ACF: It is a fantastic moment. Yes, we called if the phallic shot. Wow, it was great. They did – that was one of the – that’s probably one of my favorite kills in this movie that – the animator, (Dennis) who did it, just – he originally did one pass on that where it was just kind of similar to the first movie and he got obsessed with the anatomy of a shark. And he found a half shark, like a plastic one that showed the full anatomy. And he used that as his inspiration so you get that really clean thing. And he just made a beautiful moment out of that.

Imagination Movers’ Scott Durbin talks about touring and plans for new music

Scott Durbin is one of the founding members of the popular kids television show and band “Imagination Movers”. They have a successfully show that currently airs on Disney Junior. They are also constanstly touring bringing their music to fans all over the world. Media Mikes had a chance to chat with Scott about their music, their tour plans for this summer and also what the future brings.

Mike Gencarelli: When you guys started “Imagination Movers” back in 2003, did you ever think that you would be still going this strong today?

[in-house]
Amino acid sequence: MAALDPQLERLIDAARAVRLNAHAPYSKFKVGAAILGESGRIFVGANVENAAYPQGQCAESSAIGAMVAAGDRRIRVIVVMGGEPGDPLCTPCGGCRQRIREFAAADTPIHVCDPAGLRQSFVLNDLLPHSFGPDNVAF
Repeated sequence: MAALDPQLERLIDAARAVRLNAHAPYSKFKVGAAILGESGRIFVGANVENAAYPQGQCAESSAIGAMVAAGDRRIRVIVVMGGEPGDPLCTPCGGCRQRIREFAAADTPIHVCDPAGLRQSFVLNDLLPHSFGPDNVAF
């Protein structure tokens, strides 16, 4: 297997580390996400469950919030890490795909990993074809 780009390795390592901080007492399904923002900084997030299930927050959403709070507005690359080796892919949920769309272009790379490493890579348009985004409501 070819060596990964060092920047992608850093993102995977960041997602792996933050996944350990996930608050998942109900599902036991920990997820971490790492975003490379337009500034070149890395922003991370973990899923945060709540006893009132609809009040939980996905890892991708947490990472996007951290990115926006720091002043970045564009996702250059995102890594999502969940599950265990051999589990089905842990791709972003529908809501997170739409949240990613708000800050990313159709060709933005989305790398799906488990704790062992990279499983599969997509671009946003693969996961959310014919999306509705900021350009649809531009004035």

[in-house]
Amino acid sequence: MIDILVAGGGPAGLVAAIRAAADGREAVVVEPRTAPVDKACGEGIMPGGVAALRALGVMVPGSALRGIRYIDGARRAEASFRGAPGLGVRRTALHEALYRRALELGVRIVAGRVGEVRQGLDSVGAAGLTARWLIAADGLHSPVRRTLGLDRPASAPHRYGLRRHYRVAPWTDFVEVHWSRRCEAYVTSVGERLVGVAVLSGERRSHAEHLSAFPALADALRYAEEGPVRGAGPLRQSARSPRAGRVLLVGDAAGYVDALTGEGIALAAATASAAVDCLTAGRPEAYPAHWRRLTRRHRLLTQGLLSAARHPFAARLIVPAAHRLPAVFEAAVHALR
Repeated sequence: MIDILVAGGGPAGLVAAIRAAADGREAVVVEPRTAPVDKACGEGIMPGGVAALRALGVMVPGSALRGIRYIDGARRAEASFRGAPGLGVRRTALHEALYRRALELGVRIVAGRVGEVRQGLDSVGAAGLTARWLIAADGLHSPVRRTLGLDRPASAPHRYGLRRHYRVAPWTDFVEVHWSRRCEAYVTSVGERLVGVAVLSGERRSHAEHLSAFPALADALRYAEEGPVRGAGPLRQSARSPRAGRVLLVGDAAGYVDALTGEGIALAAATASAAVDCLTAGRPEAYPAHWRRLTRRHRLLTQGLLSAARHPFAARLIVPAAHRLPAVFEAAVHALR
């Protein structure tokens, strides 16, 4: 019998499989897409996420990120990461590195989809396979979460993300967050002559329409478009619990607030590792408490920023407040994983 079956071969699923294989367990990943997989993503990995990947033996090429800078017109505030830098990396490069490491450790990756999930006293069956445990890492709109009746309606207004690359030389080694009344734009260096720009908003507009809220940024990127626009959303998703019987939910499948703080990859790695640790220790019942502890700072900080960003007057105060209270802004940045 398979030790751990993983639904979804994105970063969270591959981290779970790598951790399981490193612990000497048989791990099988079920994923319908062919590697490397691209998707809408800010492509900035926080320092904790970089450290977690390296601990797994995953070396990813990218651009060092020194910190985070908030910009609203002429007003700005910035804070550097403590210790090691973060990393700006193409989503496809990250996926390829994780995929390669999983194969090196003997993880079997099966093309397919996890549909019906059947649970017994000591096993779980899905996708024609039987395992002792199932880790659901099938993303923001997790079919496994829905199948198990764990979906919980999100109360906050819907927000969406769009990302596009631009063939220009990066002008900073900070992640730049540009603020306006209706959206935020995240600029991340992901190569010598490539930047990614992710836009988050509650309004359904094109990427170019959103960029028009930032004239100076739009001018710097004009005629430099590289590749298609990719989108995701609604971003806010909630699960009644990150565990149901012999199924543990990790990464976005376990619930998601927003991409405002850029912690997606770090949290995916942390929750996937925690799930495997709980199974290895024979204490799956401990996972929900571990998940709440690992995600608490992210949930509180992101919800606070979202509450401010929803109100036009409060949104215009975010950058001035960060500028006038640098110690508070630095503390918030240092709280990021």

Scott Durbin: I would have never imagined this that show would be seen in 50+ countries, translated in 12 languages and we are recognized around the world. For that part of it, I would say “Definitely no”. On the other side, we were so tenacious when we started. We believed that we wanted to create something to encourage creativity in kids, modeling problem-solving and create music for kids that challenged them and did not pacify them. This gets them off the couch and gets them moving around and also their brain moving. Even for parents, like yourself, we wanted to make it something that you could listen to over and over without starting to hate it. We also wanted to make it developmental and age appropriate, so it really connects with the kids. So that part of me says “Yes, I knew we were going to be a success”. We are coming from a real place and doing it for the right reasons.

MG: I love that you guys have such strong educational messages in your show and music while still being entertaining and having fun…
SD: I think it is important to balance them both. If there is too much entertainment it can become campy. If it is too educational, it can be a turn off. But if there is a good balance, you can get the best of both worlds. You can teach and the kids will enjoy learning. I started off teaching in elementary education for 10 years. So in those years that I taught, I saw this level of creativity in the kids was just decreasing and I saw this need for creativity. I think part of the reason why we began. We say that there was no “real people” in kid’s entertainment (going back over 10 years now) and we wanted to change that. We wanted to bring strong male role models to kids. As a teacher, you had a lot of kids that didn’t have a strong male role model at home and I found that having that was invaluable.